Sandy Patterson (Jason Bateman) works in middle management in a financial services company. He and his wife Trish (Amanda Peet) have two young daughters with another baby on the way and they are just getting by financially. Sandy is very good at his job but the economy has prevented his company from handing out annual bonuses as they did in the past. Sandy is called into the office of his boss Harold Cornish (Jon Favreau) where he’s told to prepare bonus checks for a select few of the company’s upper management, including Cornish. Sandy is disappointed that he and the rest of the staff won’t be rewarded for their hard work. Meanwhile, in Winter Park, Florida, Diana (Melissa McCarthy) places a phone call to Sandy, pretending to be from his credit card company. She says there has been some suspicious activity on his card and offers to sign him up to a free credit protection service. It’s all a ruse to get his full name, birthdate and Social Security number so she can steal his identity and create several fake credit cards in his name. She begins a spending spree with lavish purchases and buying drinks for everyone in a bar. At the bar, she gets drunk and punches the bartender, leading to her arrest. When she fails to show up for her court date, an arrest warrant is issued. Unfortunately, the real Sandy Patterson is arrested near his home in Denver, Colorado. Professing his innocence, the officer working his case, Detective Reilly (Morris Chestnut), contacts the Winter Park police and gets a mug shot of their fugitive sent to his office. Seeing Diana, who is using Sandy Patterson’s stolen identity, he lets the real Sandy go. Sandy wants to know if the police will be looking for Diana to clear his name and his now maxed out credit cards and is told that will be up to the Winter Park police. The only way Denver police can help is if she is in Denver. This gives Sandy the idea to fly to Florida, find Diana, get her on a plane and bring her to Denver to admit her crimes and clear his name. While it sounds like a perfect plan, Sandy doesn’t know Diana is being searched for by drug dealers Julian and Marisol (Tip “TI” Harris and Genesis Rodriguez) to whom she sold maxed out bogus credit cards, and a debt skip tracer (Robert Patrick), meaning his simple plan will get very complicated before it’s done.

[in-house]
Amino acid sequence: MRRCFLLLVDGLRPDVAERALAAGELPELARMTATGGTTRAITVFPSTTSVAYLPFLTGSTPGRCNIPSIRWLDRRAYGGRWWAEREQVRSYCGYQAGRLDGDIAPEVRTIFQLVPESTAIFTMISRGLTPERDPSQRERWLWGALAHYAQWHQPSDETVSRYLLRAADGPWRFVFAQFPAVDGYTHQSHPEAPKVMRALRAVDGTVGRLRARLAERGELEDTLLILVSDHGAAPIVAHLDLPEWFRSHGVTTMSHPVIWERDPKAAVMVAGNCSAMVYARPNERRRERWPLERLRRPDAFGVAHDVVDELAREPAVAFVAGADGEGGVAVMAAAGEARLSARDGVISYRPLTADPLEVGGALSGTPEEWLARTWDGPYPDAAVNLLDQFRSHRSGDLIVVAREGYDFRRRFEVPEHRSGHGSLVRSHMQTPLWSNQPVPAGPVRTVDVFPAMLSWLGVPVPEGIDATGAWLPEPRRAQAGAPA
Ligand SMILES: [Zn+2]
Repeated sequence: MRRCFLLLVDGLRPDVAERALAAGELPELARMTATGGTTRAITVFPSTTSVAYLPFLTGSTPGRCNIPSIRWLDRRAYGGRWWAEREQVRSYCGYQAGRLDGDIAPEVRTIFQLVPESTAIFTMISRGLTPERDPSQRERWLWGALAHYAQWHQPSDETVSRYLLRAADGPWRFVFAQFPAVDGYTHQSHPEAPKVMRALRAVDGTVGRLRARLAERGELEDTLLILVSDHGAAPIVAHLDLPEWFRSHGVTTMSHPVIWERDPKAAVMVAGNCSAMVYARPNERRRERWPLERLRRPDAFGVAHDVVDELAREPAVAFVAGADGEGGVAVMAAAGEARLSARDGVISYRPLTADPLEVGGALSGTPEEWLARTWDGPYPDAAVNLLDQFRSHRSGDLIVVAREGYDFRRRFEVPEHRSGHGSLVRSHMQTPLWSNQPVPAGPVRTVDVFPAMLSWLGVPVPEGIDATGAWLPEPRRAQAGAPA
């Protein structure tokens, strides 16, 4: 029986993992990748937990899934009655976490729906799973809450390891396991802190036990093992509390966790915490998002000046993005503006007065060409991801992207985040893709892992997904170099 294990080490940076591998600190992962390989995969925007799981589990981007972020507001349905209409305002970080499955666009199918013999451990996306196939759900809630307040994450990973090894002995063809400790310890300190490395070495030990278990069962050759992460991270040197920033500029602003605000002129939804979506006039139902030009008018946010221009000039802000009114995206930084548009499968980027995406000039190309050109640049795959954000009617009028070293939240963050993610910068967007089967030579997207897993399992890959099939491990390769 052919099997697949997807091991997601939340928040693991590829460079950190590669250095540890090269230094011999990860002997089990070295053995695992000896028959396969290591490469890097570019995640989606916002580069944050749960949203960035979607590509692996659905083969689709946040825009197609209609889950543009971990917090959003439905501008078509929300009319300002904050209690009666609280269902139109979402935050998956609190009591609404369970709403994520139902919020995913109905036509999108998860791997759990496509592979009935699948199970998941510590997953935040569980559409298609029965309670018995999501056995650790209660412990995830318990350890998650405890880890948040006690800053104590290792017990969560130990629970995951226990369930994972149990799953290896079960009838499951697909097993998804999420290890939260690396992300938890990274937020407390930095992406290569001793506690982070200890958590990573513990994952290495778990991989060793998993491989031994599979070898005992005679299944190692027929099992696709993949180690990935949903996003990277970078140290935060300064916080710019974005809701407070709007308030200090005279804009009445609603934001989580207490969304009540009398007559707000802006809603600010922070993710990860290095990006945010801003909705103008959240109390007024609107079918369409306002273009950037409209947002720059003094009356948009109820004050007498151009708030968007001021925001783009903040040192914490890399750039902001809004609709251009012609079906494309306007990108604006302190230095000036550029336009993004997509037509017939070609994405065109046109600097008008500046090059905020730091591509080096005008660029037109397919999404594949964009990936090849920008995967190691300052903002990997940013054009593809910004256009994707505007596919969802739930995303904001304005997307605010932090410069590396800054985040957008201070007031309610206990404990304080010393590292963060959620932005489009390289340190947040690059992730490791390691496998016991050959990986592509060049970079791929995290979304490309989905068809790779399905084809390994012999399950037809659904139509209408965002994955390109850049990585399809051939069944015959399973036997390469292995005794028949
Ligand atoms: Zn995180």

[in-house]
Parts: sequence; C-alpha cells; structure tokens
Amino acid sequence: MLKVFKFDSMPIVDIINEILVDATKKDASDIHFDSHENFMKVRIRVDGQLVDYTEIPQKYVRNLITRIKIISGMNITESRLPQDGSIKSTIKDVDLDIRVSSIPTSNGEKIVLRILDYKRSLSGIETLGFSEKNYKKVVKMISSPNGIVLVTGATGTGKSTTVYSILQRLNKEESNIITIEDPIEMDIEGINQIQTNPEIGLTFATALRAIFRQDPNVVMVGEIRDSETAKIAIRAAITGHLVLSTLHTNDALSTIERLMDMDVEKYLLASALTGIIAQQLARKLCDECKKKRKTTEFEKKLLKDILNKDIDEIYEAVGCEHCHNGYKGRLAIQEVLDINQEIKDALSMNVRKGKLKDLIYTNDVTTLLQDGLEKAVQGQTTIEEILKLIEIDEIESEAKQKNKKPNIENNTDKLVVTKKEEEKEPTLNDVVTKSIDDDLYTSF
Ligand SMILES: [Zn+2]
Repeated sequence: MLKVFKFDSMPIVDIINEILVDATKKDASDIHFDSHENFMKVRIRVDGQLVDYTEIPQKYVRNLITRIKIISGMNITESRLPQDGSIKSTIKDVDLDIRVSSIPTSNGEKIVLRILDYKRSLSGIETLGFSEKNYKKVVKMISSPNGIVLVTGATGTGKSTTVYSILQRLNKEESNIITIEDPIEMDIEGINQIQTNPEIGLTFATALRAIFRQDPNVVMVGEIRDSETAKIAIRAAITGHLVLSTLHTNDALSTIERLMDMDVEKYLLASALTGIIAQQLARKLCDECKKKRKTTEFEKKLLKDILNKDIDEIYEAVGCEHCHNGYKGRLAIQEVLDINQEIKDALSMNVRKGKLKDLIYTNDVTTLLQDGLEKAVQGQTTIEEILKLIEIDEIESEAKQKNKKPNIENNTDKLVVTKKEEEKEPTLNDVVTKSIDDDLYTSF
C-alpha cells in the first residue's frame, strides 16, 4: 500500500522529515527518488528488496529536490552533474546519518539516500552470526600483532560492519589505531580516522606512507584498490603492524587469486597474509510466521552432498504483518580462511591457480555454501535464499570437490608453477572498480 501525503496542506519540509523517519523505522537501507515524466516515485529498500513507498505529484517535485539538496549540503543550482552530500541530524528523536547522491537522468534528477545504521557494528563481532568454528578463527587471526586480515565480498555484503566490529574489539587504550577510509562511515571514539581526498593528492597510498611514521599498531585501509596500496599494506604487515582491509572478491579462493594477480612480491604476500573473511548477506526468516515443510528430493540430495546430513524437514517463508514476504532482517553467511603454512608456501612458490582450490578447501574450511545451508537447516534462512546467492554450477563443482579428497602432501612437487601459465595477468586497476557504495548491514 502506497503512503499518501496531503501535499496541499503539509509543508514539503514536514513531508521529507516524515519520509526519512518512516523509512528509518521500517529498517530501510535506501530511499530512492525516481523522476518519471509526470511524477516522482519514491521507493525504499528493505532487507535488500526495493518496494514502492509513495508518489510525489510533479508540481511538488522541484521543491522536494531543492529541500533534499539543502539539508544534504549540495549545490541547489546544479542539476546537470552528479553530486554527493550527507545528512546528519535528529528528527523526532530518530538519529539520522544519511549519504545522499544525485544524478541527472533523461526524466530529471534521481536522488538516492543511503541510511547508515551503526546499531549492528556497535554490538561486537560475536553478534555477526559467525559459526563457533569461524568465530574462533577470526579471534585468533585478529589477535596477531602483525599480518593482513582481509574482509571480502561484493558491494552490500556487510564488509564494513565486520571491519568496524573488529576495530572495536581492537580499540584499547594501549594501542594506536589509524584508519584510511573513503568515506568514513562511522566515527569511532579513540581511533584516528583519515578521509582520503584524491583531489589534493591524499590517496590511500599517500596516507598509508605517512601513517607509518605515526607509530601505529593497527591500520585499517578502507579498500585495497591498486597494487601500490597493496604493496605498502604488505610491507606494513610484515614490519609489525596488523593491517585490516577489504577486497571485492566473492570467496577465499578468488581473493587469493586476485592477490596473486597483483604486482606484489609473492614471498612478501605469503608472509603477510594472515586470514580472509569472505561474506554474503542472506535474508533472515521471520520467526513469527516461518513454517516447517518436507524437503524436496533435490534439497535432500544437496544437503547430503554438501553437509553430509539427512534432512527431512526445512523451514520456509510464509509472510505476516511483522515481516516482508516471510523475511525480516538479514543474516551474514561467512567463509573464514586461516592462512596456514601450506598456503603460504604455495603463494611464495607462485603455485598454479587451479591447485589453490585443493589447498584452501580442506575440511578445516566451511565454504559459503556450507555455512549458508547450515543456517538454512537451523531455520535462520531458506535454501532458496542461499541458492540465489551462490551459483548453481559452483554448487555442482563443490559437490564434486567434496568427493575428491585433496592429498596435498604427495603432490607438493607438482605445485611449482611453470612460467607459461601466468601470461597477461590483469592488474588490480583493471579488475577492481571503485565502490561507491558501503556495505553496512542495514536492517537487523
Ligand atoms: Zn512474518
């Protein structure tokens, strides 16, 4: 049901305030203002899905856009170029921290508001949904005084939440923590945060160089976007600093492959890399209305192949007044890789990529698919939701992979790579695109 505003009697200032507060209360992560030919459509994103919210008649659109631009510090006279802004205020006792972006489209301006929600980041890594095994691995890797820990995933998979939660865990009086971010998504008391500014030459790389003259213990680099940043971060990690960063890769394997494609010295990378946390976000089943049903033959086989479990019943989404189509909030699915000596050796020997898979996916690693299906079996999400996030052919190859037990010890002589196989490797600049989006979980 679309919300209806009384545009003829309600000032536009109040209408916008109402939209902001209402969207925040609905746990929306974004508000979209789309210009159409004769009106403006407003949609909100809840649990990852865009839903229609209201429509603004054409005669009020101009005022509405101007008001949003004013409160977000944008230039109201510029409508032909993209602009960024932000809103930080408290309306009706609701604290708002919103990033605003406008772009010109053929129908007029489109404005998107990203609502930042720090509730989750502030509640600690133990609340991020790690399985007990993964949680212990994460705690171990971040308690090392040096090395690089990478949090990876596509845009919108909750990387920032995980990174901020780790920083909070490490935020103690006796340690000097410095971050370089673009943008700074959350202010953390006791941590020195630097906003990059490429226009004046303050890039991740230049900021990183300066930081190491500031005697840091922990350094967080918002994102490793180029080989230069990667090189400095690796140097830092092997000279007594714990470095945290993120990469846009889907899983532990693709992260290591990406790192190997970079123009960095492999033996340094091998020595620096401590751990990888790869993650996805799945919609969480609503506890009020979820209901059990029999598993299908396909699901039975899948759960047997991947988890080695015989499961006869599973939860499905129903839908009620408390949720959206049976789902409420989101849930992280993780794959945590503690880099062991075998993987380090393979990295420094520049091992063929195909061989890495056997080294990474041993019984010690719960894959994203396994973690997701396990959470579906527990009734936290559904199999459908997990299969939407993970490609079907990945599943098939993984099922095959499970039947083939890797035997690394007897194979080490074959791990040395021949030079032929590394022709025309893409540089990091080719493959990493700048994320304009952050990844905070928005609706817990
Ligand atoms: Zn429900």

“Identity Thief” is a silly movie. The plot is ridiculous and predictable, the characters are all one dimensional, the likelihood of anything even remotely like the events in the film actually happening are microscopically small. Despite all the things working against it, the movie is very entertaining and very funny.
The main things working in the film’s favor are the stars that bring life to a couple of very lifeless characters. Jason Bateman and Melissa McCarthy shouldn’t be a winning on-screen duo but they are. The pair, who for most of the film works against each other, works together in a comic symphony that coaxes laughs out of a weak script. I have a suspicion most of the funniest scenes were largely improvised by McCarthy. The elaborate stories she concocts of the people she’s pretending to be are hilarious. They run the gamut from her being a successful surgeons’ wife to being the long-suffering spouse of a fireman who, because of an accident, is shredded “down there.” When they begin their journey, Bateman is often the source of her misery in her fantastic tales. The point of all her stories is to either build herself up in the eyes of others or to elicit sympathy and perhaps free items from her targets. She’s so good, it usually works.
In being her foil, Bateman is the perfect combination of slow burn and sudden explosion. Bateman’s Sandy underestimates the determination and imagination of Diana. He usually pays for it with either a punch in the throat or her nearly escaping and destroying his plans. Bateman begins the film as a rather straight-laced stuffed shirt but is metamorphosed into a more law-abiding version of Diana as they cross the country by car and are forced to employ more of her methods to continue their journey. Bateman has such an everyman quality about his face and demeanor, the audience automatically is empathetic for his situation. We want him to get his life back but wish good things for Diana as we get to know her better.